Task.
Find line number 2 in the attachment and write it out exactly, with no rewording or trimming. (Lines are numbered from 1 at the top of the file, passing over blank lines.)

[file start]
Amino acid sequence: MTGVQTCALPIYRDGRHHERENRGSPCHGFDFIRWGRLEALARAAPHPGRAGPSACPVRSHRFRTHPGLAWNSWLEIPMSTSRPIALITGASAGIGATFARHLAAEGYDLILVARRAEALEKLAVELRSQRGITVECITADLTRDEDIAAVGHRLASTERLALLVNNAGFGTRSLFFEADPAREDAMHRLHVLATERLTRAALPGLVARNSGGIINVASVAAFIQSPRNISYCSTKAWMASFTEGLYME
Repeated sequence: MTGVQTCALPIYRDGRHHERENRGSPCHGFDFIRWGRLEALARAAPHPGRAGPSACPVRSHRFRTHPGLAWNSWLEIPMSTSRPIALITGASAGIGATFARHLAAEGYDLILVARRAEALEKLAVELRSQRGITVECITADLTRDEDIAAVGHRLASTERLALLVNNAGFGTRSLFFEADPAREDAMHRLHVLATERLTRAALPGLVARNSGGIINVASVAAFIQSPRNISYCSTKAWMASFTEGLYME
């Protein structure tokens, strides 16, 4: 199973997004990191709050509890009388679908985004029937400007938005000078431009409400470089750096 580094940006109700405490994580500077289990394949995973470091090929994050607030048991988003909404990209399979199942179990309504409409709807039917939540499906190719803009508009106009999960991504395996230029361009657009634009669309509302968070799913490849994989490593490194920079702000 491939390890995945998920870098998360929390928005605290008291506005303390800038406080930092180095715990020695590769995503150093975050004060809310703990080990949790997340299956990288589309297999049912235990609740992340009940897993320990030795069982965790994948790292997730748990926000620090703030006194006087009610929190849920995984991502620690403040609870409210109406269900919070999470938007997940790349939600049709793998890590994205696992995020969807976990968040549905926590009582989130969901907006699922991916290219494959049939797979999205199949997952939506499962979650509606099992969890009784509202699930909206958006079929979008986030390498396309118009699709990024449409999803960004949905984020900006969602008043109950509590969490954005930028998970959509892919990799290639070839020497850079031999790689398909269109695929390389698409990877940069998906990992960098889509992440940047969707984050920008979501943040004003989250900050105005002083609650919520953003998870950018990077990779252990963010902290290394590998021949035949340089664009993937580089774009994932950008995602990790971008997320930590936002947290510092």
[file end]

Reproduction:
Repeated sequence: MTGVQTCALPIYRDGRHHERENRGSPCHGFDFIRWGRLEALARAAPHPGRAGPSACPVRSHRFRTHPGLAWNSWLEIPMSTSRPIALITGASAGIGATFARHLAAEGYDLILVARRAEALEKLAVELRSQRGITVECITADLTRDEDIAAVGHRLASTERLALLVNNAGFGTRSLFFEADPAREDAMHRLHVLATERLTRAALPGLVARNSGGIINVASVAAFIQSPRNISYCSTKAWMASFTEGLYME